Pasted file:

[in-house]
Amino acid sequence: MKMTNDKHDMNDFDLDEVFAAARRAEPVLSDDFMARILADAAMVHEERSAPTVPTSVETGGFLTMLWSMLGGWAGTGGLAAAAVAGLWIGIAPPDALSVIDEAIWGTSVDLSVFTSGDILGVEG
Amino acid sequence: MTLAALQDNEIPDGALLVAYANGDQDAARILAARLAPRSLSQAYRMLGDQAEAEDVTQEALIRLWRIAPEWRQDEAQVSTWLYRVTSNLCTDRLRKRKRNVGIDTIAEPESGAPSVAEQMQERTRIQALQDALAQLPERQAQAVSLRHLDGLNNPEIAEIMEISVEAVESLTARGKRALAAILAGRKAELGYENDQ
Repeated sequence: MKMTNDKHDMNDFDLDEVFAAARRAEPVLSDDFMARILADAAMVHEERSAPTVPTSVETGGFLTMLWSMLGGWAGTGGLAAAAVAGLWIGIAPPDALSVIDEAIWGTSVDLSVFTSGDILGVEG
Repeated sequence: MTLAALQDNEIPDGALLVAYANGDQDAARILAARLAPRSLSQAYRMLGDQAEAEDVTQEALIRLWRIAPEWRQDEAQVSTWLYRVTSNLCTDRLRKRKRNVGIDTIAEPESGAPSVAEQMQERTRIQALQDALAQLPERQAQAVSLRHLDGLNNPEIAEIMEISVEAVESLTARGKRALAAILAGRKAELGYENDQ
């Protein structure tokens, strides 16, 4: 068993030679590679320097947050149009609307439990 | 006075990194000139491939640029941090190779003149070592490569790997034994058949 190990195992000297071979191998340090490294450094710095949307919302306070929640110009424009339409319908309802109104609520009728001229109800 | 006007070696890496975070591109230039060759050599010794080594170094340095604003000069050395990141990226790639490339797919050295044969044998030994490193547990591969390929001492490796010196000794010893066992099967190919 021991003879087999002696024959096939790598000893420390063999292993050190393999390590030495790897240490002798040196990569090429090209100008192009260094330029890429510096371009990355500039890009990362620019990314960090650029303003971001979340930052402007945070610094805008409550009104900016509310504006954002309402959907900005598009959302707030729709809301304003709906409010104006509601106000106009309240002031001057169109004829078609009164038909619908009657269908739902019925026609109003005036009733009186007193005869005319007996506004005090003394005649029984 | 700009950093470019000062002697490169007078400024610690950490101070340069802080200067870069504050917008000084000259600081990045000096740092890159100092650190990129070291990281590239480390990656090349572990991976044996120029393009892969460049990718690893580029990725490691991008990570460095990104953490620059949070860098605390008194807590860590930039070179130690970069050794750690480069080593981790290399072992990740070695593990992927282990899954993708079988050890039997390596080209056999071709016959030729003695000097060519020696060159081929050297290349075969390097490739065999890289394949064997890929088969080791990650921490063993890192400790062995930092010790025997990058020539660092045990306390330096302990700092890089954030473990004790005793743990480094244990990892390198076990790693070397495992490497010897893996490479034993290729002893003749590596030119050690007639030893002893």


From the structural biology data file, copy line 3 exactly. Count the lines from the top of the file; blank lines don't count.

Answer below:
Amino acid sequence: MTLAALQDNEIPDGALLVAYANGDQDAARILAARLAPRSLSQAYRMLGDQAEAEDVTQEALIRLWRIAPEWRQDEAQVSTWLYRVTSNLCTDRLRKRKRNVGIDTIAEPESGAPSVAEQMQERTRIQALQDALAQLPERQAQAVSLRHLDGLNNPEIAEIMEISVEAVESLTARGKRALAAILAGRKAELGYENDQ